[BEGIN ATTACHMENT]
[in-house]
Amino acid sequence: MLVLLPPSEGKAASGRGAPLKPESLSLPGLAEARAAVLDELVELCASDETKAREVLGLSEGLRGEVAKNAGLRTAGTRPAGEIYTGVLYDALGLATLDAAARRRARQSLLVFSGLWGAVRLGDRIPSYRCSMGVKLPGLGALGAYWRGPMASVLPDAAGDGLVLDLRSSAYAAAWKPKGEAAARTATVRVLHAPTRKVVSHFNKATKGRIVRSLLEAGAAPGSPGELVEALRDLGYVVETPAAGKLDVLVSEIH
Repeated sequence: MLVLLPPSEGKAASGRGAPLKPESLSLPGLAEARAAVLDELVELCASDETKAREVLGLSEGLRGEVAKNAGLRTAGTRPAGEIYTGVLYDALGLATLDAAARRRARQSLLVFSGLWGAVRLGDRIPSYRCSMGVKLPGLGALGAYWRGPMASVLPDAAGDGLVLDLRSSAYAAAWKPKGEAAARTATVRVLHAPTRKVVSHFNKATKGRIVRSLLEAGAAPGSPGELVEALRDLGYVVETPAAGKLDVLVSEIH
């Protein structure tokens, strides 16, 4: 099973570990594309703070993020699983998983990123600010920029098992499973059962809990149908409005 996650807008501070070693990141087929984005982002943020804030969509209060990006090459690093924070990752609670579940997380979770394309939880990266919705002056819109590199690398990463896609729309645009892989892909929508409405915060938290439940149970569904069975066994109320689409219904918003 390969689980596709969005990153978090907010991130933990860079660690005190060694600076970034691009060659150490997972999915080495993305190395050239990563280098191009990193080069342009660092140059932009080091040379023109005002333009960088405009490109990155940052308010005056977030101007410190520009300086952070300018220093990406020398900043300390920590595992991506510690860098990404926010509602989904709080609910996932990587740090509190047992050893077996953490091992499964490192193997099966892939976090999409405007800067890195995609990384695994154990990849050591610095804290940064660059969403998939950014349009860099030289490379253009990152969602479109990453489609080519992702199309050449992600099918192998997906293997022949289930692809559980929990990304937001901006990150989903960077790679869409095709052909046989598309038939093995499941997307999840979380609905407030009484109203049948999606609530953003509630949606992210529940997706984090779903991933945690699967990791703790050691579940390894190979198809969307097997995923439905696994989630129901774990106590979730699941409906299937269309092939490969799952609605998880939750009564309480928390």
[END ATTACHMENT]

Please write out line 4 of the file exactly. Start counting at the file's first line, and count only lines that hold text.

């Protein structure tokens, strides 16, 4: 099973570990594309703070993020699983998983990123600010920029098992499973059962809990149908409005 996650807008501070070693990141087929984005982002943020804030969509209060990006090459690093924070990752609670579940997380979770394309939880990266919705002056819109590199690398990463896609729309645009892989892909929508409405915060938290439940149970569904069975066994109320689409219904918003 390969689980596709969005990153978090907010991130933990860079660690005190060694600076970034691009060659150490997972999915080495993305190395050239990563280098191009990193080069342009660092140059932009080091040379023109005002333009960088405009490109990155940052308010005056977030101007410190520009300086952070300018220093990406020398900043300390920590595992991506510690860098990404926010509602989904709080609910996932990587740090509190047992050893077996953490091992499964490192193997099966892939976090999409405007800067890195995609990384695994154990990849050591610095804290940064660059969403998939950014349009860099030289490379253009990152969602479109990453489609080519992702199309050449992600099918192998997906293997022949289930692809559980929990990304937001901006990150989903960077790679869409095709052909046989598309038939093995499941997307999840979380609905407030009484109203049948999606609530953003509630949606992210529940997706984090779903991933945690699967990791703790050691579940390894190979198809969307097997995923439905696994989630129901774990106590979730699941409906299937269309092939490969799952609605998880939750009564309480928390």